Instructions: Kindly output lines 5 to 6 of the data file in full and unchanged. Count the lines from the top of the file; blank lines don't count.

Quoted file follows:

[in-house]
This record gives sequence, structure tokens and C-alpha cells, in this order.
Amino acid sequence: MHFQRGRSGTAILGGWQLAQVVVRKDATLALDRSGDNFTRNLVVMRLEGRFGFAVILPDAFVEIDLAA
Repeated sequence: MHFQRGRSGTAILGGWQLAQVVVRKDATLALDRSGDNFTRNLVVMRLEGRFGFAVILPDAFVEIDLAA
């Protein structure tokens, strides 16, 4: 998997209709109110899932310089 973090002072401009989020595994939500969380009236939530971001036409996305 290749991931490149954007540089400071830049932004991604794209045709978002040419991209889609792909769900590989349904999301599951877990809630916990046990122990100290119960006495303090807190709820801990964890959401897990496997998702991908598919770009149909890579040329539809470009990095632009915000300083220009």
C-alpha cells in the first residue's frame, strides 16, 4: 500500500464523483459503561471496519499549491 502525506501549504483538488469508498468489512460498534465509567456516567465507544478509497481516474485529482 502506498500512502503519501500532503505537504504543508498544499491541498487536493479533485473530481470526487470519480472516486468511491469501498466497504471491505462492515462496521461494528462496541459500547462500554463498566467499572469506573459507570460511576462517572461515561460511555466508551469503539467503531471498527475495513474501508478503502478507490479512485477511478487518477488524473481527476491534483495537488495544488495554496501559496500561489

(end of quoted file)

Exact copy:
């Protein structure tokens, strides 16, 4: 998997209709109110899932310089 973090002072401009989020595994939500969380009236939530971001036409996305 290749991931490149954007540089400071830049932004991604794209045709978002040419991209889609792909769900590989349904999301599951877990809630916990046990122990100290119960006495303090807190709820801990964890959401897990496997998702991908598919770009149909890579040329539809470009990095632009915000300083220009």
C-alpha cells in the first residue's frame, strides 16, 4: 500500500464523483459503561471496519499549491 502525506501549504483538488469508498468489512460498534465509567456516567465507544478509497481516474485529482 502506498500512502503519501500532503505537504504543508498544499491541498487536493479533485473530481470526487470519480472516486468511491469501498466497504471491505462492515462496521461494528462496541459500547462500554463498566467499572469506573459507570460511576462517572461515561460511555466508551469503539467503531471498527475495513474501508478503502478507490479512485477511478487518477488524473481527476491534483495537488495544488495554496501559496500561489